KENNEDY SPACE CENTER (FL), December 6, 2022 – For the eighth year, the Center for the Advancement of Science in Space, Inc. (CASIS) and U.S. National Science Foundation (NSF) have partnered to solicit transport phenomena and fluid dynamics research leveraging the International Space Station (ISS) National Laboratory.
NSF will provide up to $3.6 million for multiple projects to utilize the space station’s research facilities for fundamental research in the areas of fluid dynamics, particular and multiphase processes, thermal transport, combustion and fire systems, and nanoscale interactions.
Some forces that affect the behavior of fluids on Earth are absent in microgravity, so the sustained microgravity environment onboard the ISS provides benefits for several areas of study. Responsive proposals will describe how the proposed research will utilize the unique conditions available on the ISS to advance fundamental and translational research to benefit life on Earth.
A physical science investigation funded through a past NSF/CASIS joint solicitation launched to the space station on a recent resupply mission. Researchers from the University of California San Diego seek to better predict, and possibly prevent, catastrophic mudslides after wildfires by studying how burned soil reacts with air and water in microgravity. This fluid dynamics investigation was designed to gather data and create a baseline of material behaviors that could lead to breakthroughs in stabilizing soil after wildfires. Results from this research could help to better protect life and property in the communities where wildfires happen.
Fundamental science is a strategic focus area for the ISS National Lab, and knowledge gained from such research leads to advances that bring value to our nation and further informs the scientific community. Through this partnership, the ISS National Lab will facilitate hardware implementation and in-orbit access to the ISS, and NSF will fund the selected projects to further fundamental science in the areas of transport phenomena and fluid dynamics.
Prior to submitting a full proposal to NSF for this solicitation, all interested investigators must submit an ISS National Lab Feasibility Review Form. The information provided in this form is used to evaluate the operational feasibility of the proposed research to be conducted onboard the ISS.
The deadline to submit a Feasibility Review Form is January 12, 2023. Only investigators whose concept passes this Feasibility Review will be invited to submit a full proposal. NSF will close this solicitation on March 6, 2023.
For more information on this solicitation, including how to submit a Feasibility Review Form, visit the ISS National Lab solicitation webpage. To visit the full solicitation, please visit the NSF solicitation page.
To learn more about previous ISS National Lab and NSF research collaborations and additional opportunities to leverage the space station, please visit www.ISSNationalLab.org.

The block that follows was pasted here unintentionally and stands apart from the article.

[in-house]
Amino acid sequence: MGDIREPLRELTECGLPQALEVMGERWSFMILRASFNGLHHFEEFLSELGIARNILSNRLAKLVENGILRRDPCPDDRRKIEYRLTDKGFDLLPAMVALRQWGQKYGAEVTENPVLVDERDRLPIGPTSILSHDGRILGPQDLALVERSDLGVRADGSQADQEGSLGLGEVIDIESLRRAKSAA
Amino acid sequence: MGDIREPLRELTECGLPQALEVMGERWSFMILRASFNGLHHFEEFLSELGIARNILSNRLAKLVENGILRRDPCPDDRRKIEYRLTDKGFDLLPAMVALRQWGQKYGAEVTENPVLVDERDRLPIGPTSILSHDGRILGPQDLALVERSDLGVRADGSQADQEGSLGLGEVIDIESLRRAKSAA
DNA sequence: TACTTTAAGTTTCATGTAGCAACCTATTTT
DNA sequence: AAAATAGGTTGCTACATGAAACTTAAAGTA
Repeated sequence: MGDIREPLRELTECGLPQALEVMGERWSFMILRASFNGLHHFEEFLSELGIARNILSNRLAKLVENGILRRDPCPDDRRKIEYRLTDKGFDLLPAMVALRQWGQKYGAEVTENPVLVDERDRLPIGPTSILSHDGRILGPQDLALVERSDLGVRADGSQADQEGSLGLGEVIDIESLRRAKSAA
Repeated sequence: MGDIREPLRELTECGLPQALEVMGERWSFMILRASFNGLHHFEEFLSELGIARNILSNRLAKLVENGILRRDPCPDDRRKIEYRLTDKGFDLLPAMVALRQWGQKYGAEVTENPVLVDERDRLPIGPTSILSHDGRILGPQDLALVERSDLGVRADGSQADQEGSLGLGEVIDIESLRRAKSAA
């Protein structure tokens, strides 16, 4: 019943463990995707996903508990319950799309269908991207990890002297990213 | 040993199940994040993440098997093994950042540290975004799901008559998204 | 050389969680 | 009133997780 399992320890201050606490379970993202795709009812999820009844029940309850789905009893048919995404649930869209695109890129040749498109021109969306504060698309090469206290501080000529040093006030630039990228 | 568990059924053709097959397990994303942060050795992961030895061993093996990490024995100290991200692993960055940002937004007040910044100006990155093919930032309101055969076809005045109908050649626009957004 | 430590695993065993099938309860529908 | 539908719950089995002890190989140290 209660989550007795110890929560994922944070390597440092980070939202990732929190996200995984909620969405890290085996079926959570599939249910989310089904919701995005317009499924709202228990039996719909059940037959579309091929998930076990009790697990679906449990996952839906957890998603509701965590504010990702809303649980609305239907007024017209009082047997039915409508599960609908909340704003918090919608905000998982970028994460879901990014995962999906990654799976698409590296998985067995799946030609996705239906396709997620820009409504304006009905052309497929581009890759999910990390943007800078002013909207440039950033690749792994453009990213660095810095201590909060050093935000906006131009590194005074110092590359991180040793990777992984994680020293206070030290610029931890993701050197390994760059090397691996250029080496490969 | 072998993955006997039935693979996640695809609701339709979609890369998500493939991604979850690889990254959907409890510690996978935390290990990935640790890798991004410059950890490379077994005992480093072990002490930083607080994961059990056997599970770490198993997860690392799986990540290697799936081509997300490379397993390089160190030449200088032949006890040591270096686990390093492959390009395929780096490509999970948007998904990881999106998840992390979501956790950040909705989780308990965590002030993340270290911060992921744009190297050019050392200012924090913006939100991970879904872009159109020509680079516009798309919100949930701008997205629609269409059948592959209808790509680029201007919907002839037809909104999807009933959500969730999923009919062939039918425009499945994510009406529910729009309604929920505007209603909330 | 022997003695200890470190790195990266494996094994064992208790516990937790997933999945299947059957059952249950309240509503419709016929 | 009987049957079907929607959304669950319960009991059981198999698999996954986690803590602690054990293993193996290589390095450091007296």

ISS National Lab
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About the International Space Station (ISS) National Laboratory:: The International Space Station (ISS) is a one-of-a-kind laboratory that enables research and technology development not possible on Earth. As a public service enterprise, the ISS National Lab allows researchers to leverage this multiuser facility to improve life on Earth, mature space-based business models, advance science literacy in the future workforce, and expand a sustainable and scalable market in low Earth orbit. Through this orbiting national laboratory, research resources on the ISS are available to support non-NASA science, technology and education initiatives from U.S. government agencies, academic institutions, and the private sector. The Center for the Advancement of Science in Space, Inc. (CASIS) manages the ISS National Lab, under Cooperative Agreement with NASA, facilitating access to its permanent microgravity research environment, a powerful vantage point in low Earth orbit, and the extreme and varied conditions of space. To learn more about the ISS National Lab, visit www.ISSNationalLab.org.
About the U.S. National Science Foundation: The U.S. National Science Foundation (NSF) is an independent federal agency created by Congress in 1950 to promote the progress of science, to advance the national health, prosperity, and welfare, and to secure the national defense. NSF supports fundamental science and engineering research to create knowledge that transforms the future. With a 2022 fiscal year budget of $8.8 billion, NSF provides support for approximately 25% of all federally supported basic research conducted by America’s colleges and universities. NSF also invests in equipment and infrastructure that is needed by scientists and engineers. Examples of such major research equipment include giant optical and radio telescopes, Antarctic research sites, high-end computer facilities, ships for ocean research, sensitive detectors of subtle physical phenomena and gravitational wave observatories.
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